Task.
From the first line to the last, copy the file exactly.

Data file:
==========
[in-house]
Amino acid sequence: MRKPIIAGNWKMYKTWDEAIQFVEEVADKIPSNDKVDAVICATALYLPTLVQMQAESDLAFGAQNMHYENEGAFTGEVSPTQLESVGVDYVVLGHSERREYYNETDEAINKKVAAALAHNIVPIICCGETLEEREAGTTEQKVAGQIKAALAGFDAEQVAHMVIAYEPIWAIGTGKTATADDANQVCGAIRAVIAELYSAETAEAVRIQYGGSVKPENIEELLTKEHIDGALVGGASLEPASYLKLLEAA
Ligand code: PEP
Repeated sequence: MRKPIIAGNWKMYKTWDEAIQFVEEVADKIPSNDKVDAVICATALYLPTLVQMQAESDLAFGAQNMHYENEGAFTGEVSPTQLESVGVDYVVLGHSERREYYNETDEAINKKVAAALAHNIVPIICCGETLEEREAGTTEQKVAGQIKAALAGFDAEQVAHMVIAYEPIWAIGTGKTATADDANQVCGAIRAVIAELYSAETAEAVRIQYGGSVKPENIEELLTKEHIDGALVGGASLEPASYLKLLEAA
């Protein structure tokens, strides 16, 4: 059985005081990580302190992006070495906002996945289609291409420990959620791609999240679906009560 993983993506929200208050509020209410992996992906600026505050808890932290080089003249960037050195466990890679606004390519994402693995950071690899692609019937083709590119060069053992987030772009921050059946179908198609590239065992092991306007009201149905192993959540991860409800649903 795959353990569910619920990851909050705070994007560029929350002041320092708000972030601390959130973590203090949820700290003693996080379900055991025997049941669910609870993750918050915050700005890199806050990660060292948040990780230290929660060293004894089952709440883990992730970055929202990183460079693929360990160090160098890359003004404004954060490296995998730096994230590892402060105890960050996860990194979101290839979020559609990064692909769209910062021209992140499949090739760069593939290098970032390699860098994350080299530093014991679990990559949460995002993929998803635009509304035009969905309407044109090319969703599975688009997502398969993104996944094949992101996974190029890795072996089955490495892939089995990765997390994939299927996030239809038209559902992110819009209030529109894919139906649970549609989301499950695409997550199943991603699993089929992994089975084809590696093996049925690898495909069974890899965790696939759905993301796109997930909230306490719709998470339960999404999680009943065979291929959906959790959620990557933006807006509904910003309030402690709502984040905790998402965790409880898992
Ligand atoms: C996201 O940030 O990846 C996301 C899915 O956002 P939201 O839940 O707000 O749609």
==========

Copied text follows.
[in-house]
Amino acid sequence: MRKPIIAGNWKMYKTWDEAIQFVEEVADKIPSNDKVDAVICATALYLPTLVQMQAESDLAFGAQNMHYENEGAFTGEVSPTQLESVGVDYVVLGHSERREYYNETDEAINKKVAAALAHNIVPIICCGETLEEREAGTTEQKVAGQIKAALAGFDAEQVAHMVIAYEPIWAIGTGKTATADDANQVCGAIRAVIAELYSAETAEAVRIQYGGSVKPENIEELLTKEHIDGALVGGASLEPASYLKLLEAA
Ligand code: PEP
Repeated sequence: MRKPIIAGNWKMYKTWDEAIQFVEEVADKIPSNDKVDAVICATALYLPTLVQMQAESDLAFGAQNMHYENEGAFTGEVSPTQLESVGVDYVVLGHSERREYYNETDEAINKKVAAALAHNIVPIICCGETLEEREAGTTEQKVAGQIKAALAGFDAEQVAHMVIAYEPIWAIGTGKTATADDANQVCGAIRAVIAELYSAETAEAVRIQYGGSVKPENIEELLTKEHIDGALVGGASLEPASYLKLLEAA
């Protein structure tokens, strides 16, 4: 059985005081990580302190992006070495906002996945289609291409420990959620791609999240679906009560 993983993506929200208050509020209410992996992906600026505050808890932290080089003249960037050195466990890679606004390519994402693995950071690899692609019937083709590119060069053992987030772009921050059946179908198609590239065992092991306007009201149905192993959540991860409800649903 795959353990569910619920990851909050705070994007560029929350002041320092708000972030601390959130973590203090949820700290003693996080379900055991025997049941669910609870993750918050915050700005890199806050990660060292948040990780230290929660060293004894089952709440883990992730970055929202990183460079693929360990160090160098890359003004404004954060490296995998730096994230590892402060105890960050996860990194979101290839979020559609990064692909769209910062021209992140499949090739760069593939290098970032390699860098994350080299530093014991679990990559949460995002993929998803635009509304035009969905309407044109090319969703599975688009997502398969993104996944094949992101996974190029890795072996089955490495892939089995990765997390994939299927996030239809038209559902992110819009209030529109894919139906649970549609989301499950695409997550199943991603699993089929992994089975084809590696093996049925690898495909069974890899965790696939759905993301796109997930909230306490719709998470339960999404999680009943065979291929959906959790959620990557933006807006509904910003309030402690709502984040905790998402965790409880898992
Ligand atoms: C996201 O940030 O990846 C996301 C899915 O956002 P939201 O839940 O707000 O749609």